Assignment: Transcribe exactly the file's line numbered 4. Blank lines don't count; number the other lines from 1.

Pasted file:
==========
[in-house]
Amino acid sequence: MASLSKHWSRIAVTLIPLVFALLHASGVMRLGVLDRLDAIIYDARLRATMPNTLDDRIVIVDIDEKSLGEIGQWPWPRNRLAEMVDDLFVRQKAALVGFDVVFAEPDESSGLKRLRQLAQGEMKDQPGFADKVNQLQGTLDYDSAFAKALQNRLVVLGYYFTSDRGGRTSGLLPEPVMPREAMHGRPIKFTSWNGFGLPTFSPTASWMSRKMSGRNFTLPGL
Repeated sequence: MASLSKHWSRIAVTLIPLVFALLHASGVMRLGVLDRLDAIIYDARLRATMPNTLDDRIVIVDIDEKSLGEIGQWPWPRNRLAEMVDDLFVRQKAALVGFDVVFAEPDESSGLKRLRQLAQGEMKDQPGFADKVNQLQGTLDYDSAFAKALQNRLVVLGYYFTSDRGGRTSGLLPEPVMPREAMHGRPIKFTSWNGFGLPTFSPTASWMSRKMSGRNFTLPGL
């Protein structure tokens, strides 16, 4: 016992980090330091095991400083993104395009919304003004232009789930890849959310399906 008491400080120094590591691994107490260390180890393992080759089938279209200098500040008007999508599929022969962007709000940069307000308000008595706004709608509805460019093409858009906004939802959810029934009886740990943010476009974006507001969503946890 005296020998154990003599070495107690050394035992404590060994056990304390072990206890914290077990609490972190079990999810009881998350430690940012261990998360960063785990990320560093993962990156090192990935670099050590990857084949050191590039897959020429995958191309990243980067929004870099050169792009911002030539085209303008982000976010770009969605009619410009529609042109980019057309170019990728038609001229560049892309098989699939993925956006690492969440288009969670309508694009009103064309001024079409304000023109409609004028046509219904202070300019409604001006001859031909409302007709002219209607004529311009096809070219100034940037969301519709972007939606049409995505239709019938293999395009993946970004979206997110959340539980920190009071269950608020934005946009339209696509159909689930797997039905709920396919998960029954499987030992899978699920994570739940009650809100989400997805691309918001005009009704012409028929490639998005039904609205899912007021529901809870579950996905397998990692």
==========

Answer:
């Protein structure tokens, strides 16, 4: 016992980090330091095991400083993104395009919304003004232009789930890849959310399906 008491400080120094590591691994107490260390180890393992080759089938279209200098500040008007999508599929022969962007709000940069307000308000008595706004709608509805460019093409858009906004939802959810029934009886740990943010476009974006507001969503946890 005296020998154990003599070495107690050394035992404590060994056990304390072990206890914290077990609490972190079990999810009881998350430690940012261990998360960063785990990320560093993962990156090192990935670099050590990857084949050191590039897959020429995958191309990243980067929004870099050169792009911002030539085209303008982000976010770009969605009619410009529609042109980019057309170019990728038609001229560049892309098989699939993925956006690492969440288009969670309508694009009103064309001024079409304000023109409609004028046509219904202070300019409604001006001859031909409302007709002219209607004529311009096809070219100034940037969301519709972007939606049409995505239709019938293999395009993946970004979206997110959340539980920190009071269950608020934005946009339209696509159909689930797997039905709920396919998960029954499987030992899978699920994570739940009650809100989400997805691309918001005009009704012409028929490639998005039904609205899912007021529901809870579950996905397998990692």